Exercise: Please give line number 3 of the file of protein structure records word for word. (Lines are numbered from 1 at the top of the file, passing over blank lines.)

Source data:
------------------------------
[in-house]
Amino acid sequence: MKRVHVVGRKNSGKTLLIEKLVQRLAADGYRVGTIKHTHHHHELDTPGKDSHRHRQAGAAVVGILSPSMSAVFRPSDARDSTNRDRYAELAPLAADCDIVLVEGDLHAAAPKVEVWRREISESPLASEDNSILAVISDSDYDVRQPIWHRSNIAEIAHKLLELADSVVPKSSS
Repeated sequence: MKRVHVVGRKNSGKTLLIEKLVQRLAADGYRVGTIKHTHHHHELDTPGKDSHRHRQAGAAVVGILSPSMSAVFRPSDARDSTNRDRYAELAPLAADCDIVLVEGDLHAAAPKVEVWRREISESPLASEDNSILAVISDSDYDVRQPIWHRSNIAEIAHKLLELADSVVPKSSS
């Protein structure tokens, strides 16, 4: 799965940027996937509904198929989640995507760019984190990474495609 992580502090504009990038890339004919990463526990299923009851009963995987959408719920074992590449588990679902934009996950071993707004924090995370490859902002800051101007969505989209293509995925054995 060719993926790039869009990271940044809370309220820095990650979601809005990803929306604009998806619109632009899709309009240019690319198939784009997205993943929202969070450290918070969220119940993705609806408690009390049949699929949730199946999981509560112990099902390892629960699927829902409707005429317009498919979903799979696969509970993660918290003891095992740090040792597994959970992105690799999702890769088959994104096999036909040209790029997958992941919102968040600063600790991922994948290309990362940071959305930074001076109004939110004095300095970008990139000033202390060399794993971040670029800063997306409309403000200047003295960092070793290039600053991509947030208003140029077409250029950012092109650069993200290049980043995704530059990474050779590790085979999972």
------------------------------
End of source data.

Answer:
Repeated sequence: MKRVHVVGRKNSGKTLLIEKLVQRLAADGYRVGTIKHTHHHHELDTPGKDSHRHRQAGAAVVGILSPSMSAVFRPSDARDSTNRDRYAELAPLAADCDIVLVEGDLHAAAPKVEVWRREISESPLASEDNSILAVISDSDYDVRQPIWHRSNIAEIAHKLLELADSVVPKSSS